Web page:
By Anna Pulley
By Erin Sherbert
By Chris Roberts
By Erin Sherbert
By Rachel Swan
By Joe Eskenazi
By Erin Sherbert
By Erin Sherbert
Who Still Wants to Be a Millionaire?
It's taken most of the fall, but something has gone out of the air. The sense of fevered pressure that pervaded the city last spring -- the Dot-Com Spring, people are calling it now, as if it were on a par with the Summer of Love -- has trickled away; a significant amount of hot gas has been vented from the balloon economy.
Walking through the Mission at 1:30 on a chilly Sunday morning, Dog Bites had the odd sensation that it was possible to take a deeper breath than it had been half a year back, when everybody you met wanted to tell you about his business model, and a weirdly vacant greed seemed to have replaced all common sense. Virtual Post-It notes for Web sites? Same-day dog leash delivery? Free customized online party invitations? Hey, with an idea like that, why wouldn't you become a millionaire?
But since then reality has set in, a little at a time; though all summer long everything seemed about the same, our collective suspension of disbelief was failing. "People have been talking about it for a year, and now we're finally seeing it," said Meredith Martin, a sales agent at Lofts Unlimited; she rents lofts to a dot-com-heavy clientele. "Where we've seen the biggest impact is in the rental market. Most of these dot-coms are not buying, they're renting. Rental prices are getting a lot more competitive from where they were. A year ago you were looking at $2.50 a square foot [per month]. Then by January it was up to $3 a square foot. Then in the spring $4 was the norm. Now you're lucky to get $3, even in some of the places in South Beach."
Prop. K? Prop. L? Martin mused that at the same time rental rates are falling, there are 14 or 15 large live-work developments nearing completion in the southeastern part of the city. Take the new condos at Sixth and Brannan -- which Dog Bites privately thinks of as On-Ramp Estates. "They were originally going to be sold, but [Village Properties, the developer] looked at the figures and decided it made more sense to rent, " she said. "But if the rental prices are going to be affected, they may go back to offering them for sale. Developers never want to leave money on the table."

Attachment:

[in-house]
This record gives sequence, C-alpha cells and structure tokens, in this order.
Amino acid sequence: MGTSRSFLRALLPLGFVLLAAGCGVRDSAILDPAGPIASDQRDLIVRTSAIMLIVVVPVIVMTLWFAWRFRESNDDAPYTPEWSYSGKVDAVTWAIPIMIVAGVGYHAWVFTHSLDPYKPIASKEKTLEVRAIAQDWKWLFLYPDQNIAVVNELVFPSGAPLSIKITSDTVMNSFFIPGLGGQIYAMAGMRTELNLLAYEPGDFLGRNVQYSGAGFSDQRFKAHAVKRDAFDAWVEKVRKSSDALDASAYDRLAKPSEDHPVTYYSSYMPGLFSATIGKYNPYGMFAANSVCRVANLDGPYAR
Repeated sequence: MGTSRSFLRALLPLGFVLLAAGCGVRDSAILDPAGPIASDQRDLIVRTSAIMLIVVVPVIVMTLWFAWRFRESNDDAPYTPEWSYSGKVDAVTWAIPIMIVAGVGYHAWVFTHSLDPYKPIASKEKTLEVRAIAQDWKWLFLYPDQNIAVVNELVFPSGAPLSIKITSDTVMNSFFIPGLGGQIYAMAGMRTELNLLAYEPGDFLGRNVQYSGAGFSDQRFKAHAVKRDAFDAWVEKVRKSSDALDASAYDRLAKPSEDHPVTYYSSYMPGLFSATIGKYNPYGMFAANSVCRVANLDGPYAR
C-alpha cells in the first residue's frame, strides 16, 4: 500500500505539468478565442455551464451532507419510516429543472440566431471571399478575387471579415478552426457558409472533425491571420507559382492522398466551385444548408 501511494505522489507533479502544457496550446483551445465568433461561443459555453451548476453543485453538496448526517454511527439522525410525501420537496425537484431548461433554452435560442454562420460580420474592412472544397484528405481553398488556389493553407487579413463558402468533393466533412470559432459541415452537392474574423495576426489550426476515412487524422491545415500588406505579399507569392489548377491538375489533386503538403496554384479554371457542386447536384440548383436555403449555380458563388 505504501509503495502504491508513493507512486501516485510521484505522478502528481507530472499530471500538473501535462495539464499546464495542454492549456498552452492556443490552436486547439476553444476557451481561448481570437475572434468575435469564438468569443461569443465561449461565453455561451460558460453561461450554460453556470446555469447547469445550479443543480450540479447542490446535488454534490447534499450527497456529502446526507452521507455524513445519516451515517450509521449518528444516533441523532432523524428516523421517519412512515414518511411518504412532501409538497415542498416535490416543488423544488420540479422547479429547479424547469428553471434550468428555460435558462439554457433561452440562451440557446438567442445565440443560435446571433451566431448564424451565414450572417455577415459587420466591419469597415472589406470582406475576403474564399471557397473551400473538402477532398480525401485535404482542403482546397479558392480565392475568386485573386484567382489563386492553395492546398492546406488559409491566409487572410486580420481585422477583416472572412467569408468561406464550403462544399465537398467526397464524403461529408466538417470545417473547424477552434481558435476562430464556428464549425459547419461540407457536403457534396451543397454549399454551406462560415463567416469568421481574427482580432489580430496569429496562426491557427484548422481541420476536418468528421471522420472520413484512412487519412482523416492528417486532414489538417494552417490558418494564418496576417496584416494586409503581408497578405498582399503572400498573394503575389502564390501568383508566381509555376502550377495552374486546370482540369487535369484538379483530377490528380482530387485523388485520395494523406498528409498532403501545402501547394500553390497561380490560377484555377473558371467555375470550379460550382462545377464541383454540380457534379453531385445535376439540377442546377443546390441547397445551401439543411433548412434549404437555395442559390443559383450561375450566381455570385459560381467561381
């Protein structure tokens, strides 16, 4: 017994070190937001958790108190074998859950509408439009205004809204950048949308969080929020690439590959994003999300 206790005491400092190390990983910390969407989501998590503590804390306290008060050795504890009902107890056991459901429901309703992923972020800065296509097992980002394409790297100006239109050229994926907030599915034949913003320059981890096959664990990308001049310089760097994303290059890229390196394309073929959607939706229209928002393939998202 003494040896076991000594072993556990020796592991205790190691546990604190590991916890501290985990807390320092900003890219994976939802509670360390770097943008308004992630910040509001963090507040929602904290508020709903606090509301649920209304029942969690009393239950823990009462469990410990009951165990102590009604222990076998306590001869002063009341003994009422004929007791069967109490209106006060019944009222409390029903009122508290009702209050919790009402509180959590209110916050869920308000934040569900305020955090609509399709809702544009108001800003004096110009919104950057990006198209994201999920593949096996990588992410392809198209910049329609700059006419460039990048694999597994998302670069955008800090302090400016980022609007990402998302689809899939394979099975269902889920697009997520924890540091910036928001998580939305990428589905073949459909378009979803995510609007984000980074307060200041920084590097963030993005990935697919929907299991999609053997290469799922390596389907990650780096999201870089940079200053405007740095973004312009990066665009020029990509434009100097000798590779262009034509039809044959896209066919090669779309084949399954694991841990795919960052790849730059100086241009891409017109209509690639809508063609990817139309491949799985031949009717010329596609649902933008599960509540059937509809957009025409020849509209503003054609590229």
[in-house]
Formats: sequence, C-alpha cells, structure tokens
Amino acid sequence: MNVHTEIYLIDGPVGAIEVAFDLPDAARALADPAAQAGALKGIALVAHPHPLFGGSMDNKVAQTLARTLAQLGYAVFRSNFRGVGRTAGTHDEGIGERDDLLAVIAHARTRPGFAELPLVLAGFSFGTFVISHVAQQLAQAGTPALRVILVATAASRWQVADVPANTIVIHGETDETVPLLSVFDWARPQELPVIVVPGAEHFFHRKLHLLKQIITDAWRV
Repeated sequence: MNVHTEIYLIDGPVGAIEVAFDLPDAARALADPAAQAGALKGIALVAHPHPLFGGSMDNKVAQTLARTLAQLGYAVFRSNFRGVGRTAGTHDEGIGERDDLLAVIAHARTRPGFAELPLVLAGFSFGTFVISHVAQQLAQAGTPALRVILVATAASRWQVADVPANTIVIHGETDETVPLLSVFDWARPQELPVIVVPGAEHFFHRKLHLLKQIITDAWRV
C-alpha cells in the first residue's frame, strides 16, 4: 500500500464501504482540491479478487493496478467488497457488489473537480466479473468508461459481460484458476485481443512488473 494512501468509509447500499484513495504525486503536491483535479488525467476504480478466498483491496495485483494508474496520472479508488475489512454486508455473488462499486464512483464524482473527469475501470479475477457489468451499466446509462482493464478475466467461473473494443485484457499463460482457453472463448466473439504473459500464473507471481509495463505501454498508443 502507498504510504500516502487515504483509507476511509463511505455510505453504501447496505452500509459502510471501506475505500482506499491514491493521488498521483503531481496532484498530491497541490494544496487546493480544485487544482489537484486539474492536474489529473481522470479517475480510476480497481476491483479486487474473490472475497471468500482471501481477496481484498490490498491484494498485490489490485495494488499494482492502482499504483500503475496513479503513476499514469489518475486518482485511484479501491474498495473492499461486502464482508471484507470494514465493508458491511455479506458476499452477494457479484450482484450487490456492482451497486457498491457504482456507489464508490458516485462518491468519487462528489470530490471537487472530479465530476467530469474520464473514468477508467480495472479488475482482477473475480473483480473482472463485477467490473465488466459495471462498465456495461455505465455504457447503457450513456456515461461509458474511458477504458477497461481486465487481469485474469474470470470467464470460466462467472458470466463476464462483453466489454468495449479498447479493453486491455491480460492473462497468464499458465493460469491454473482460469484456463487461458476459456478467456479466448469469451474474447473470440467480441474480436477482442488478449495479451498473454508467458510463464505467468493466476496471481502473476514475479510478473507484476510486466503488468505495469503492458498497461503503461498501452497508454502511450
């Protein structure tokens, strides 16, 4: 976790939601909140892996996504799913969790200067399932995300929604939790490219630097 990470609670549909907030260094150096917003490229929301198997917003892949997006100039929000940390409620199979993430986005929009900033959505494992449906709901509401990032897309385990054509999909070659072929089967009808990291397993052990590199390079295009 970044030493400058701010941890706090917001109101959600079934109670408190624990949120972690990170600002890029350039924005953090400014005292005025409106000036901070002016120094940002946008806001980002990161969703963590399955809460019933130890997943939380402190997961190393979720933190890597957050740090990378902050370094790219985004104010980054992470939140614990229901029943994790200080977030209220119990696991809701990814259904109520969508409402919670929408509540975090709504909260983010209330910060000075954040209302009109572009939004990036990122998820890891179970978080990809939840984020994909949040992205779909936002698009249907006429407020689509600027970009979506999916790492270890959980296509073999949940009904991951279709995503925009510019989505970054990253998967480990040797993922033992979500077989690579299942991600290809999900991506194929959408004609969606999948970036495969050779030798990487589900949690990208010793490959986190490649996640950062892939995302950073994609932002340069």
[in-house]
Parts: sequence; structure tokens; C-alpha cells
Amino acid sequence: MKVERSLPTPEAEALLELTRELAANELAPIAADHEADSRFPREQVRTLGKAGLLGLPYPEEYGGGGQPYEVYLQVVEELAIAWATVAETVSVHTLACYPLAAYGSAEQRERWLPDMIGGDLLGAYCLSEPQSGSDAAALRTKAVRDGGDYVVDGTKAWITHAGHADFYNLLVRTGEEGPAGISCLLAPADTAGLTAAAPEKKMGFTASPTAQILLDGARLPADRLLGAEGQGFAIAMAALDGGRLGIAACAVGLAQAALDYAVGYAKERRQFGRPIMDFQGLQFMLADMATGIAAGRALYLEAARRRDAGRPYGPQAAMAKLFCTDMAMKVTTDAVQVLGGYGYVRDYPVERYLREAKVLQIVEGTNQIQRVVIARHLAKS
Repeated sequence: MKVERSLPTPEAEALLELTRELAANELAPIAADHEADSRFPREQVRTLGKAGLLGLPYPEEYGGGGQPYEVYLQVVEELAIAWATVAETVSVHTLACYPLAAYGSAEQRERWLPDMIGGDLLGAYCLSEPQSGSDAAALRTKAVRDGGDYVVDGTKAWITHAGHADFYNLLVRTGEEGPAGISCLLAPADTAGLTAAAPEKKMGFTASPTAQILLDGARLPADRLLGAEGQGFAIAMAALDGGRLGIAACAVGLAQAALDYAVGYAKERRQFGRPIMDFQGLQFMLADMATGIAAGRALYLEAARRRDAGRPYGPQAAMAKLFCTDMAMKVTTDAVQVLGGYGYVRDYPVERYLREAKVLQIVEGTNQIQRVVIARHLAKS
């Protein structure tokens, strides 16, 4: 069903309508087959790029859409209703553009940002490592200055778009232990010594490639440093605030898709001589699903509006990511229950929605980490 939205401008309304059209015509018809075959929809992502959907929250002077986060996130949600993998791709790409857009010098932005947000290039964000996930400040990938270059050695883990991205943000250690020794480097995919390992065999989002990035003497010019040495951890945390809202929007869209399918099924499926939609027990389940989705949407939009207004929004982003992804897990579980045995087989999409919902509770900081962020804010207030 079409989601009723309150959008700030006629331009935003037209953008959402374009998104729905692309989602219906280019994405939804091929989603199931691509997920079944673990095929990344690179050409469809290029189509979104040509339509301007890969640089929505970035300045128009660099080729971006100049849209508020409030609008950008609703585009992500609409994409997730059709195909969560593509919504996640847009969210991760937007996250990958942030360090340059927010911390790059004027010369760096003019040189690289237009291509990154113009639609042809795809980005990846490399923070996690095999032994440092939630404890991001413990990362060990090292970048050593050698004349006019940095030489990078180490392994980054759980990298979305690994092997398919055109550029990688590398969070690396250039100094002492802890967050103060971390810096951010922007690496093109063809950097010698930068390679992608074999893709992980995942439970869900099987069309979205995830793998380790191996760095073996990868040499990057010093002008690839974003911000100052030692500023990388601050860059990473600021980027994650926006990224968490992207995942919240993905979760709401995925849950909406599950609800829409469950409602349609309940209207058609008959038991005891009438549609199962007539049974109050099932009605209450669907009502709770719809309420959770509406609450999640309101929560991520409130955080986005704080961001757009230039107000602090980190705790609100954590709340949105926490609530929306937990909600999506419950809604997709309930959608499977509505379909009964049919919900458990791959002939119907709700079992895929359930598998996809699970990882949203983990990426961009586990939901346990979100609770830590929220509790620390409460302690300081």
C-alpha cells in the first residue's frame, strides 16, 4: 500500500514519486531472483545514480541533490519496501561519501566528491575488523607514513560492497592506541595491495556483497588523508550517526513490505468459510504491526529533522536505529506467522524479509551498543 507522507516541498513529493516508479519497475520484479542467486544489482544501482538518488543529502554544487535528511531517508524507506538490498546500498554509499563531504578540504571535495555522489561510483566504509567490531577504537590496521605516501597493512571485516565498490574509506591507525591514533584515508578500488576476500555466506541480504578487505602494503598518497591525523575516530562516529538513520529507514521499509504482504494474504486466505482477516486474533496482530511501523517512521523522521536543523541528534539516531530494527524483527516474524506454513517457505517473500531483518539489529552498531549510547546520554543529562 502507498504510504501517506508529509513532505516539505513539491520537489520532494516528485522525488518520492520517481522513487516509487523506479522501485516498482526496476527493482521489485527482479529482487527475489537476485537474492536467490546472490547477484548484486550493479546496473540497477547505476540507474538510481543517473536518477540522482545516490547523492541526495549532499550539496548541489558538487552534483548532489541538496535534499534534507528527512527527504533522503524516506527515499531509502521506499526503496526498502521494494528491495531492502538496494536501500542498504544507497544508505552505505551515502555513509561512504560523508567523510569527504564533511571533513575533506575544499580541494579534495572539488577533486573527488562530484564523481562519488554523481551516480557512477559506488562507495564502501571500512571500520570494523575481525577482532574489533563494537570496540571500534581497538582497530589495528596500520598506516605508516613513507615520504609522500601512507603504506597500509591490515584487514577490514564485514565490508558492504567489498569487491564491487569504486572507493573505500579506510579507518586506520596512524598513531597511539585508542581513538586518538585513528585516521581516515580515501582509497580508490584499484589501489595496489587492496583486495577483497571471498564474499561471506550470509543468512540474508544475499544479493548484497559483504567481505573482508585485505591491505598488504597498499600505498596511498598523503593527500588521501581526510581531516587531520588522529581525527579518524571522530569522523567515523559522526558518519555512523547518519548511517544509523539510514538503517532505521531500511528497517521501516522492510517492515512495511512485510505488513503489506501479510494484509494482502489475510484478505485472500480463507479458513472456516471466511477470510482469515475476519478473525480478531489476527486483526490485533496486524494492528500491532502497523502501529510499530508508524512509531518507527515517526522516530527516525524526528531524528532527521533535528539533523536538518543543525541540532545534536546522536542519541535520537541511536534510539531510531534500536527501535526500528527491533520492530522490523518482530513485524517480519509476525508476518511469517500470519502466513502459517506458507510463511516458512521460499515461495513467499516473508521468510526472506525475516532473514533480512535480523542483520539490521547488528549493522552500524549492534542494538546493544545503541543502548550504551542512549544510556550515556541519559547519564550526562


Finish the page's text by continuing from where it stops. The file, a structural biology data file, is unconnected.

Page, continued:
And then -- well, we were going to try not to mention the presidential election, but one of our friends made a comment we think expresses something a lot of people are secretly thinking. OK, he was being flippant, but he said he hoped that, when all the re-counting is done, Bush will emerge the winner, because then the economy will tank and he'll finally, finallybe able to move. "Screw Roe v. Wade," we summed up for him. "I want a new apartment."
Over at Backflip -- long a popular venue for dot-com launch parties -- General Manager Charmaine Carnes said, "We certainly aren't seeing those huge parties anymore. Our business has increased, but our launch parties have decreased. I'll be honest: I have concern for the year 2001, 2002, seeing where the economy takes us in the entertainment industry."
Of course, the center lane of Valencia is still Reserved Asshole Parking on Saturday night; but even so the crowds of sidewalk smokers seem a little less bumptious, a little less sure their stock option ships will come in. At Gordon's House of Fine Eats, host Jay Beattie observed, "There's less extravagant spending. I don't notice a lot of guys in blue shirts coming in here and spending $400 on just wine."
Later we called some SOMA power lunch spots. Nobody seemed especially overjoyed. "There was a lot of venture capital money being thrown around, and that's not the case anymore," said MoMo's owner Peter Osborne. "The stronger companies will survive, but the dot-com revolution is now an evolution."
South Park, by now highlighted in all but the least hip San Francisco guidebooks as a place where the curious may gawk at the digital revolution's twentysomething millionaires, is quieter too. "Some companies are just gone," said Kathleen Hagen, a co-owner of Ristorante Ecco, whose lunchtime dining room used to fairly bristle with Palm Pilots. "EGroups used to be in the building behind us -- Yahoo! bought them and closed the building down. Now it's just empty. We definitely are seeing less of [the dot-coms]."
But not everybody is sorry to see the cycle winding down. One employee of a certain Union Square nightspot which, during the spring, seemed to be hosting a launch party every night of the week, asked, "Can I tell you a little secret? I'm glad it's over. They were annoying. I was fully against the whole thing. Their parties, granted, were nice. But the energy they created -- it was all greed and money. Every one of those people was just money grubbing. That's all they projected."
Is Dog Bites smug? No, not really. Of course it's always nice to see cupidity get its comeuppance. But it's easy, living in a boomtown and being driven slowly insane by a boomtown's annoyances, to forget what it's like to, say, look for work in a recession. And we also wonder whether reports of the death of dot-com-dom aren't, perhaps, greatly exaggerated. After all, weren't people predicting the New Economy's imminent decease last October?